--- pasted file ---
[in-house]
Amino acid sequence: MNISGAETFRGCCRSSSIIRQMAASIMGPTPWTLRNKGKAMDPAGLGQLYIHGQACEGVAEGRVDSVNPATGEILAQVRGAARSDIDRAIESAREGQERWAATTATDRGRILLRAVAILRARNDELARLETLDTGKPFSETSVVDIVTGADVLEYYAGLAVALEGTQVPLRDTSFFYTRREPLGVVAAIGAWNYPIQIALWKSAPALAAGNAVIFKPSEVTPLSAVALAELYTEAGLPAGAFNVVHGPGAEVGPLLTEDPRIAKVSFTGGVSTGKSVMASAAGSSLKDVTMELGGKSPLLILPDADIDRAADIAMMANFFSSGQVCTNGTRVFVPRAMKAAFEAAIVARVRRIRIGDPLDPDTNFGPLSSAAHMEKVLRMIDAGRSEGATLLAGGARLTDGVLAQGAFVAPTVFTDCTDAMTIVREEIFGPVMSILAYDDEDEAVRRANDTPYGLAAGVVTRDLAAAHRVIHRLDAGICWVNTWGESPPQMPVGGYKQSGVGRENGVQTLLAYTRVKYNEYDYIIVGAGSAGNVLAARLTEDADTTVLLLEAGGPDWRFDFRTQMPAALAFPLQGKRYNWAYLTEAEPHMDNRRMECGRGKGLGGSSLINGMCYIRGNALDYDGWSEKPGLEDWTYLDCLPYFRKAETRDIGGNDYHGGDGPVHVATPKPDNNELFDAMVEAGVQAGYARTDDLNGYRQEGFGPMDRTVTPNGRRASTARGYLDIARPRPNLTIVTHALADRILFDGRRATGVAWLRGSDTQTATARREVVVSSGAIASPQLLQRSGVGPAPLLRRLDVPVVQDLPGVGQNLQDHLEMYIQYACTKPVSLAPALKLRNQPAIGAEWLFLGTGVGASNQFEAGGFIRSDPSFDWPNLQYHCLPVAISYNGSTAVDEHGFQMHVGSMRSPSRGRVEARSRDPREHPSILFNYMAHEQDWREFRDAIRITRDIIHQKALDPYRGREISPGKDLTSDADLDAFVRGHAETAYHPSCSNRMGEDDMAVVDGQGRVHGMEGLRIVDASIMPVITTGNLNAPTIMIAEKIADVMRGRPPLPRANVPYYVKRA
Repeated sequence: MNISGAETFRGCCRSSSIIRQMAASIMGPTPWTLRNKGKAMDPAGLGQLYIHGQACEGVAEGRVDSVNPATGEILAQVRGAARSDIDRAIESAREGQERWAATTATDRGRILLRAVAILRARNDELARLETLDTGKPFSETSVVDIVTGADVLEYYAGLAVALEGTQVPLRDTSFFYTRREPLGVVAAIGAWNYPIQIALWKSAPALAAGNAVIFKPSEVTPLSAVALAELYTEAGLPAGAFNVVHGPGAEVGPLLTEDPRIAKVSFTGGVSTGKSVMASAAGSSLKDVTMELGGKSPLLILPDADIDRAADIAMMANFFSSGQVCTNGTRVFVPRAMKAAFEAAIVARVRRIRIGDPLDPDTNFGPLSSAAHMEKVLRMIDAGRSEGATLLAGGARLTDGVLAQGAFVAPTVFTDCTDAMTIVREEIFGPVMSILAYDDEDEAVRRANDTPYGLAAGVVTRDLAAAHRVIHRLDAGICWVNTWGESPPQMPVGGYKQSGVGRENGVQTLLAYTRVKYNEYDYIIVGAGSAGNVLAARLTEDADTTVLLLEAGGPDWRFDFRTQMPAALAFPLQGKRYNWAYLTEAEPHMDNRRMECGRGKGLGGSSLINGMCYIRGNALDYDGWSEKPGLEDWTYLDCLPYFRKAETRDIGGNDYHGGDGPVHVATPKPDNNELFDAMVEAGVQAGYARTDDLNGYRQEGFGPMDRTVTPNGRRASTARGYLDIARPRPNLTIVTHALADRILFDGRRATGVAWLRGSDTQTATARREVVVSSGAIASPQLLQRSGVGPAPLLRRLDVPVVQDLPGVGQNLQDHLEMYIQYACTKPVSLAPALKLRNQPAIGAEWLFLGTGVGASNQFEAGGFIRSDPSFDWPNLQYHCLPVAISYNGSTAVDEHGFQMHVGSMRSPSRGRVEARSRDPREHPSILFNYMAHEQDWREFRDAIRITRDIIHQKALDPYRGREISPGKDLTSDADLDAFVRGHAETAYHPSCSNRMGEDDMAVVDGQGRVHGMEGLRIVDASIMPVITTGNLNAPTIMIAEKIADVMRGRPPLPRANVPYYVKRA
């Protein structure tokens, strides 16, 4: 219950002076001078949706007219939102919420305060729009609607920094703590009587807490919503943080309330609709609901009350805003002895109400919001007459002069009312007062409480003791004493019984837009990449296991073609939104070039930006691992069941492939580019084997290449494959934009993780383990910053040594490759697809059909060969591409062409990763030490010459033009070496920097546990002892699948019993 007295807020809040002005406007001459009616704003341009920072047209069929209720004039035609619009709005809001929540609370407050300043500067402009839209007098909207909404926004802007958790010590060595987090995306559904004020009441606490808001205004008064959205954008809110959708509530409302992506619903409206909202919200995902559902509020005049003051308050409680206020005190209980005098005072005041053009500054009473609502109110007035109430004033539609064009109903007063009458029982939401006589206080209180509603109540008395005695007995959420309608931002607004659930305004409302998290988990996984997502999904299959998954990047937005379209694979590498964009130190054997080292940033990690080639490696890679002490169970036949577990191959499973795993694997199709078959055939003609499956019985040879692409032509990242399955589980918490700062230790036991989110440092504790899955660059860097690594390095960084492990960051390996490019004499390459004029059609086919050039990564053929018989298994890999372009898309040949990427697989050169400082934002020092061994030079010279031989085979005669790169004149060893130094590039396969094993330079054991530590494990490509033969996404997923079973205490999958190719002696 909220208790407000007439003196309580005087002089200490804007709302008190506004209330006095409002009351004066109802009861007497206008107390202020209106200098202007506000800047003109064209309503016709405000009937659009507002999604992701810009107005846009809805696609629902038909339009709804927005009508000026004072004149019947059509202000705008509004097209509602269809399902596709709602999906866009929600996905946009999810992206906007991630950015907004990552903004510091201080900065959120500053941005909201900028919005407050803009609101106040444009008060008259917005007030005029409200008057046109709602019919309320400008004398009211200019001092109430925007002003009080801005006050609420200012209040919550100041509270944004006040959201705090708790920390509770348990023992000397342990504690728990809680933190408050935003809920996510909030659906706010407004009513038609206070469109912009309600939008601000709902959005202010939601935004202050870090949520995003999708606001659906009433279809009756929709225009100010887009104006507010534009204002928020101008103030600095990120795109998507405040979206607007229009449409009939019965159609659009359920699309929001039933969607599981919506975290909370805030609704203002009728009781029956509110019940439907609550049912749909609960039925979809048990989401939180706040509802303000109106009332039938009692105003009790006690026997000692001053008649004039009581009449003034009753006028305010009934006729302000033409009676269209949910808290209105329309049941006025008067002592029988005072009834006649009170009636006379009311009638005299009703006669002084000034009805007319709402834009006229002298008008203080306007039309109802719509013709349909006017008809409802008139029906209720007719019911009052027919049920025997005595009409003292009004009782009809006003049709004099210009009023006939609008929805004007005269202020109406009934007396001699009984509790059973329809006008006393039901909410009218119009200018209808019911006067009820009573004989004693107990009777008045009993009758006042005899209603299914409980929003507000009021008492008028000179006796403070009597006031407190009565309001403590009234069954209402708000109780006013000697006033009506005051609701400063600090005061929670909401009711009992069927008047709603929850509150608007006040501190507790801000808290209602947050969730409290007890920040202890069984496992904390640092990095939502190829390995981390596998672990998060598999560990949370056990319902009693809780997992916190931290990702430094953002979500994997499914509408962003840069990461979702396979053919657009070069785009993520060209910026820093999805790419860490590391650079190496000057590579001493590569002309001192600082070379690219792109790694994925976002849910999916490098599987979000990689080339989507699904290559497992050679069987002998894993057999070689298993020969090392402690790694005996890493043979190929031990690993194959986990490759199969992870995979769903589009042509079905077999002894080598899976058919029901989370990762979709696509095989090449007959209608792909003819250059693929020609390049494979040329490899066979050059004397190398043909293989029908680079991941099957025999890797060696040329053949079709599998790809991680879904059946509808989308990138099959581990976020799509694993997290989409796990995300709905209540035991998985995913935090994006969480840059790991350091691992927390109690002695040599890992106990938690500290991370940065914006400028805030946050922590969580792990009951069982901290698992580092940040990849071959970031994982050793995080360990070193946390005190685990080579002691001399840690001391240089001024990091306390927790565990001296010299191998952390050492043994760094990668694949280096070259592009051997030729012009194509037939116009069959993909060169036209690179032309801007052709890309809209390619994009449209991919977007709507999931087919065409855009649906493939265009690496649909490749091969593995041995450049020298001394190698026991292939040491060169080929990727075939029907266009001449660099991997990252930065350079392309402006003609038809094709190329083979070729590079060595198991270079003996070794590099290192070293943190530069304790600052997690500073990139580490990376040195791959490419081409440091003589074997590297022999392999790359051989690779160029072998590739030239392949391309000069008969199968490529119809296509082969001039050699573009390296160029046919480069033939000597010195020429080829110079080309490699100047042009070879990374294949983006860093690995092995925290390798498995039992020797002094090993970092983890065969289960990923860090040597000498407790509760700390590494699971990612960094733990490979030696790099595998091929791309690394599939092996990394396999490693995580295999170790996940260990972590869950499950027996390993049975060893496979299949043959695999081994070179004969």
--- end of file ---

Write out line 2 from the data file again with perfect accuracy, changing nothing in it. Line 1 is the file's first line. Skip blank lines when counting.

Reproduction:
Amino acid sequence: MNISGAETFRGCCRSSSIIRQMAASIMGPTPWTLRNKGKAMDPAGLGQLYIHGQACEGVAEGRVDSVNPATGEILAQVRGAARSDIDRAIESAREGQERWAATTATDRGRILLRAVAILRARNDELARLETLDTGKPFSETSVVDIVTGADVLEYYAGLAVALEGTQVPLRDTSFFYTRREPLGVVAAIGAWNYPIQIALWKSAPALAAGNAVIFKPSEVTPLSAVALAELYTEAGLPAGAFNVVHGPGAEVGPLLTEDPRIAKVSFTGGVSTGKSVMASAAGSSLKDVTMELGGKSPLLILPDADIDRAADIAMMANFFSSGQVCTNGTRVFVPRAMKAAFEAAIVARVRRIRIGDPLDPDTNFGPLSSAAHMEKVLRMIDAGRSEGATLLAGGARLTDGVLAQGAFVAPTVFTDCTDAMTIVREEIFGPVMSILAYDDEDEAVRRANDTPYGLAAGVVTRDLAAAHRVIHRLDAGICWVNTWGESPPQMPVGGYKQSGVGRENGVQTLLAYTRVKYNEYDYIIVGAGSAGNVLAARLTEDADTTVLLLEAGGPDWRFDFRTQMPAALAFPLQGKRYNWAYLTEAEPHMDNRRMECGRGKGLGGSSLINGMCYIRGNALDYDGWSEKPGLEDWTYLDCLPYFRKAETRDIGGNDYHGGDGPVHVATPKPDNNELFDAMVEAGVQAGYARTDDLNGYRQEGFGPMDRTVTPNGRRASTARGYLDIARPRPNLTIVTHALADRILFDGRRATGVAWLRGSDTQTATARREVVVSSGAIASPQLLQRSGVGPAPLLRRLDVPVVQDLPGVGQNLQDHLEMYIQYACTKPVSLAPALKLRNQPAIGAEWLFLGTGVGASNQFEAGGFIRSDPSFDWPNLQYHCLPVAISYNGSTAVDEHGFQMHVGSMRSPSRGRVEARSRDPREHPSILFNYMAHEQDWREFRDAIRITRDIIHQKALDPYRGREISPGKDLTSDADLDAFVRGHAETAYHPSCSNRMGEDDMAVVDGQGRVHGMEGLRIVDASIMPVITTGNLNAPTIMIAEKIADVMRGRPPLPRANVPYYVKRA